Growing growth

Now, you might be thinking: “But Alejandro, wait! If every company has a churn rate, and churn rates limit growth, how do some companies achieve hockey stick growth?”

To which I would respond: “Because their growth is growing.”

There are several ways to increase growth: increasing the marketing budget, optimizing conversions, and creating referral programs can all contribute to viral growth. Let’s analyze the case of viral grow, in which the number of new customers is affected by the company’s total number of active customers. In other words: more customers on the system equals more people referring new customers equals more new customers.

Let’s say that the company is growing virally with a constant (K) factor of 0.20 and that the formula we have applied to calculate the number of new customers is:

New customers (month) = k * Total number of Customers (month-1)

Now, let’s visualize the same example as before (1000 new users per month @ 90% retention), but this time, we’ll throw in some viral grow (with K = 0.20).

From this cohort analysis graph, there are two key takeaways: firstly, a constant factor of 0.20 has caused a 1000% increase in the total number of active customers (~90,000) after 24 months; and secondly, the system is still growing after 24 months–it didn’t reach a saturation point.

So, to compensate for our 90% retention rate, we need to create mechanisms to grow our growth every month.

Now, at this point, you might be saying: “Wow, Alejandro: viral growth is clearly more important than retention. Look at how it’s affected our customer base!”

To which I would respond: “Not so fast.”

Let’s analyze one more case. Our good ol’ cloud computing startup, but with a 50% retention rate. We’ll stick with 1,000 new users per month and a viral growth rate K = 0.20. But regardless of the virality, our company is performing really badly, losing 50% of our customers on every cohort, every month.

After 24 months, our company only has 3,000 active customers instead of 90,000–that’s a 30x difference! Retention truly is key.

But why does retention have such a powerful effect? In short: Because viral growth depends on the number of active customers, so if we keep our users for longer, we’ll have more referrals.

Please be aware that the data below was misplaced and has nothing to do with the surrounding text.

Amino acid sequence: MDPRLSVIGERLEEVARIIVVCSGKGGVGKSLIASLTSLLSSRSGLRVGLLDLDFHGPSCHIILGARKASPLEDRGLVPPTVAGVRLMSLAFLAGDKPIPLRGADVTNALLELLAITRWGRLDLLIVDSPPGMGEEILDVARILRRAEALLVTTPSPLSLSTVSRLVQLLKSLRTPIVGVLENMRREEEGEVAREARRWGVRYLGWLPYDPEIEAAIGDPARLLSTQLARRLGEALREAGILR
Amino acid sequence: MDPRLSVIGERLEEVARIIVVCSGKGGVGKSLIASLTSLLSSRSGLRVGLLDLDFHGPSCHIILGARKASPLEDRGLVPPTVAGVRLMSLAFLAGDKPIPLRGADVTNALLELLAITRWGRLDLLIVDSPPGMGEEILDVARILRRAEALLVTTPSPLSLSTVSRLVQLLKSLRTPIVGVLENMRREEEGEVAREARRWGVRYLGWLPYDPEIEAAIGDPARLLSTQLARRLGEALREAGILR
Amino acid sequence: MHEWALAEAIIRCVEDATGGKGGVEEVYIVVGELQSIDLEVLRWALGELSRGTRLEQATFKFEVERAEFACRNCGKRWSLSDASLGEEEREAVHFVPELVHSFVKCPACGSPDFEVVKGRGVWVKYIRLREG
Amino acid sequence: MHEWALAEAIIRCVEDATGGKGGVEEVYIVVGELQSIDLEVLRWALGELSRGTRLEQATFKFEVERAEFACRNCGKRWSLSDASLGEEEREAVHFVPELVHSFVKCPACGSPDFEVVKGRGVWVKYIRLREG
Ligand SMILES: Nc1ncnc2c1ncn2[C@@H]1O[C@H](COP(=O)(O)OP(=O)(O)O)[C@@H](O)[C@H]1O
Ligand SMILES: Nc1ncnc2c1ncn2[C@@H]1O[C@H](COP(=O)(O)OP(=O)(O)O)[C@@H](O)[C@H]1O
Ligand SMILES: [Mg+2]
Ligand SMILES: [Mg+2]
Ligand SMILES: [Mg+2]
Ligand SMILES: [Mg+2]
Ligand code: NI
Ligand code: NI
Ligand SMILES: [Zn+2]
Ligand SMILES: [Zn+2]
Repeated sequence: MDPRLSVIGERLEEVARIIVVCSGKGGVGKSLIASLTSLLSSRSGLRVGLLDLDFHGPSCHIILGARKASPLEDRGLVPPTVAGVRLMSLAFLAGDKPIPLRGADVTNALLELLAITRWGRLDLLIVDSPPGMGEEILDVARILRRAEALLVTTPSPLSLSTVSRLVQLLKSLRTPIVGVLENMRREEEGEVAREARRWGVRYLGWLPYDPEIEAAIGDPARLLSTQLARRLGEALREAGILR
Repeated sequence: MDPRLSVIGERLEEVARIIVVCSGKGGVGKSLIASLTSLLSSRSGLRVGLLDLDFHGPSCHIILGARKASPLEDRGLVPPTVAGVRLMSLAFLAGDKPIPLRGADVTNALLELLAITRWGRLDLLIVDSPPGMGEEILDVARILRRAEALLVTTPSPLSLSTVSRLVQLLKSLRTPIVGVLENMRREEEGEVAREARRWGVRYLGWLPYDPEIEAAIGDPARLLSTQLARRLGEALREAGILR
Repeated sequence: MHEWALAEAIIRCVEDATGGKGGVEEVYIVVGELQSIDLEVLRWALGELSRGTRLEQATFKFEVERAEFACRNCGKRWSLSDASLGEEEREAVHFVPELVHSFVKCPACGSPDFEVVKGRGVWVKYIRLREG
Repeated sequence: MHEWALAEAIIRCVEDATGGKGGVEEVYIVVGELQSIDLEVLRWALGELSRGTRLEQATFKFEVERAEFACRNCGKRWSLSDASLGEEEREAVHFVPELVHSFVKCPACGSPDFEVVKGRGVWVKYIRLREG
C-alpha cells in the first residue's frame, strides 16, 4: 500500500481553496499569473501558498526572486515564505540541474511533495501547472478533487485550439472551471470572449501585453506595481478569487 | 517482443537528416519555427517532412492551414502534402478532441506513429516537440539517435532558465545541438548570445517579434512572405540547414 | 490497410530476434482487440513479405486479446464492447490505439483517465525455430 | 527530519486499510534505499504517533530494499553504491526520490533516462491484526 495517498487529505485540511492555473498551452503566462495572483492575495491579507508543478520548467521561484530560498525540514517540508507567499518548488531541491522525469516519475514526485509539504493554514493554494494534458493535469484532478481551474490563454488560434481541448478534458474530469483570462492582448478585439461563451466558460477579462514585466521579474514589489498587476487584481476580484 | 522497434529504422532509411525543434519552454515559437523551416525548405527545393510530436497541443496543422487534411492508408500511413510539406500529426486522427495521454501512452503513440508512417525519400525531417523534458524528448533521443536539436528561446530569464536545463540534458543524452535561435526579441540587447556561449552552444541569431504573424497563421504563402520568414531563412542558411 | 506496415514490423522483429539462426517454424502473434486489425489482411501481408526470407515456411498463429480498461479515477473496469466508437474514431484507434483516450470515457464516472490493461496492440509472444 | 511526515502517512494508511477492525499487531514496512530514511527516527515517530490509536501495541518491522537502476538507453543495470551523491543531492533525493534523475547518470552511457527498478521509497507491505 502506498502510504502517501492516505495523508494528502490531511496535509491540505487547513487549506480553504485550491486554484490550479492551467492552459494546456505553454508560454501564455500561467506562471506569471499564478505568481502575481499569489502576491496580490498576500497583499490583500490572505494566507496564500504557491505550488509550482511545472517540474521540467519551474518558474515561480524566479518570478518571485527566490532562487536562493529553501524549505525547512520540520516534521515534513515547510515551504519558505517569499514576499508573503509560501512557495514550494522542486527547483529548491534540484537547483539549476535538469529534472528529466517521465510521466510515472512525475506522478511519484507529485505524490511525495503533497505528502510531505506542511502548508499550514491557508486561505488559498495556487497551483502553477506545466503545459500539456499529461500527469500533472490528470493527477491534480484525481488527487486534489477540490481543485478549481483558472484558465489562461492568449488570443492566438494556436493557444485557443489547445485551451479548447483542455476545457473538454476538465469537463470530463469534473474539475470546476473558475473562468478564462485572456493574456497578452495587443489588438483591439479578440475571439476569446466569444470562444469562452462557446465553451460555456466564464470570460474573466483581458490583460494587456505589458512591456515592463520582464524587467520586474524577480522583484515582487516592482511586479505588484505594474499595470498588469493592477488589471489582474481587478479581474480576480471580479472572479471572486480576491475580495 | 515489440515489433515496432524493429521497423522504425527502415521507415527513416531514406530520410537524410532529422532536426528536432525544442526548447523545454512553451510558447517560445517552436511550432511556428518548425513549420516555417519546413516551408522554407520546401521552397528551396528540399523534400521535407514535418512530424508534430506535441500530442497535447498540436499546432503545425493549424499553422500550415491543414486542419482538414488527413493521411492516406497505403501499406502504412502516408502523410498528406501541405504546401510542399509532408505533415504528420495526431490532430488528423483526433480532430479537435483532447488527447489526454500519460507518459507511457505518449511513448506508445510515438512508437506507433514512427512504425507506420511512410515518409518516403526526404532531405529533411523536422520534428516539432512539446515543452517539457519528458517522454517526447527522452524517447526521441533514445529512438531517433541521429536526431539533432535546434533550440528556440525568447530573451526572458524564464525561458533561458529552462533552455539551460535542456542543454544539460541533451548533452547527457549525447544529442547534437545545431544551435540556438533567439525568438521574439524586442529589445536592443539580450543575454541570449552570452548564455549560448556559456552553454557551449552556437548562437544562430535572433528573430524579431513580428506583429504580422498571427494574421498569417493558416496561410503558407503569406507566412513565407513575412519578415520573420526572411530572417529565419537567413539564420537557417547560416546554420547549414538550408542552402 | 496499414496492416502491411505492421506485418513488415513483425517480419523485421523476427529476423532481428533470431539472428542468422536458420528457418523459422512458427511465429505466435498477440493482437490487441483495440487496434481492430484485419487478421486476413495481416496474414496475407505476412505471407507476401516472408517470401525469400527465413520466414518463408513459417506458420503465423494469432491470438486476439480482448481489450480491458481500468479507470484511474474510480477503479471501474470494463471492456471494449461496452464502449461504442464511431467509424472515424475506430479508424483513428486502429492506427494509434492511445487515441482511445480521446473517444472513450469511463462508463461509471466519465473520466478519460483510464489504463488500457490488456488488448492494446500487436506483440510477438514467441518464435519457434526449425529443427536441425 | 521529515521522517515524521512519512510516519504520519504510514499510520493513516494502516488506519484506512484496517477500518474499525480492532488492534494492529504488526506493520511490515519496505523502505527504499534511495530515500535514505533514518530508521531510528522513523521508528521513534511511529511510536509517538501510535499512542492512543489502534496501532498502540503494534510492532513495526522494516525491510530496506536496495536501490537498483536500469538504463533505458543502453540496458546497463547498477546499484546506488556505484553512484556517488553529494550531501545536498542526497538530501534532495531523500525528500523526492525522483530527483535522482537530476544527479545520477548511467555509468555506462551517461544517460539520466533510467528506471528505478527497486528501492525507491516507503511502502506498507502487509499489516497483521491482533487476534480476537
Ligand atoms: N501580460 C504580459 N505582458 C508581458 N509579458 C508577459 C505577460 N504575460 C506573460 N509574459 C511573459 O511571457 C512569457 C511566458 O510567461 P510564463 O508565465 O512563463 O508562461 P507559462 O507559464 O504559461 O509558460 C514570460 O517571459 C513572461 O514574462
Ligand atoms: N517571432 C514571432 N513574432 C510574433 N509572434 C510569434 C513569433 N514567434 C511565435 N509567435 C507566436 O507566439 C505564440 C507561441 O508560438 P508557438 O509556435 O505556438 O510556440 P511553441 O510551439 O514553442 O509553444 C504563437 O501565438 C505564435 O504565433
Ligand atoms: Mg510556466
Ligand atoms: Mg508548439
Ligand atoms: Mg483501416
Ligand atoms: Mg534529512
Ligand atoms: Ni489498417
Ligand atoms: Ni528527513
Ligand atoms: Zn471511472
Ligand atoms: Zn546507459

To recap:

  • Generally speaking, churn limits growth.
  • Retention increases viral growth.
  • Good retention and viral growth are prerequisites for scaling a company to millions, or even billions of users.

A final word on churn rate analysis

It’s pretty common to see more customers cancel a service during the first month of use than later on. That’s why in the following simulation, I provide you with two retention rates: the First Month Retention Rate and the Long term Retention Rate. Using these parameters in our calculations will lead to more precise results.


The purpose of this cohort analysis tutorial wasn’t to give you a detailed class about metrics and cohort analytics; in fact, others discussed the complexity of these statistics in far more depth. Instead, I want to awaken you to the importance of this type of analysis and, more importantly, to show readers their own revenue cohort analysis examples and churn rates with my open source cohort analysis software solution.

If there is just one question to wake you up, it’s the following:

How much of your actual revenue comes from users that started working with you a year ago?

How to do your own cohort analysis

Now it’s your turn! There are two ways to analyze your own business’s retention and churn:

  1. Upload your PayPal Data to the tool I’ve deployed. For full disclosure, please note that by using this tool, your log file will temporarily be placed on a server for processing (deleted as soon as the data is displayed). However, if you prefer, you can always…
  2. Download the open source code and deploy the tool yourself. The README contains detailed instructions for how to do so. If you don’t have a PayPal account, you can hack the code easily to analyze other types of accounts.

Alternatively, you can play around with our simulator and visualize startup growth based on all the parameters discussed above.

Thanks for reading!

The Cohort Analysis simulator can be found at the bottom of the original article, which can be found here. Please also note that some users have had issues with the PayPal Data tool, due to the tool being several years out of date.

2017-01-29T18:06:20-04:00September 22nd, 2016|Big Data, Guest Blog|

About the Author:

Andrew is a technical writer for Deep Core Data. He has been writing creatively for 10 years, and has a strong background in graphic design. He enjoys reading blogs about the quirks and foibles of technology, gadgetry, and writing tips.

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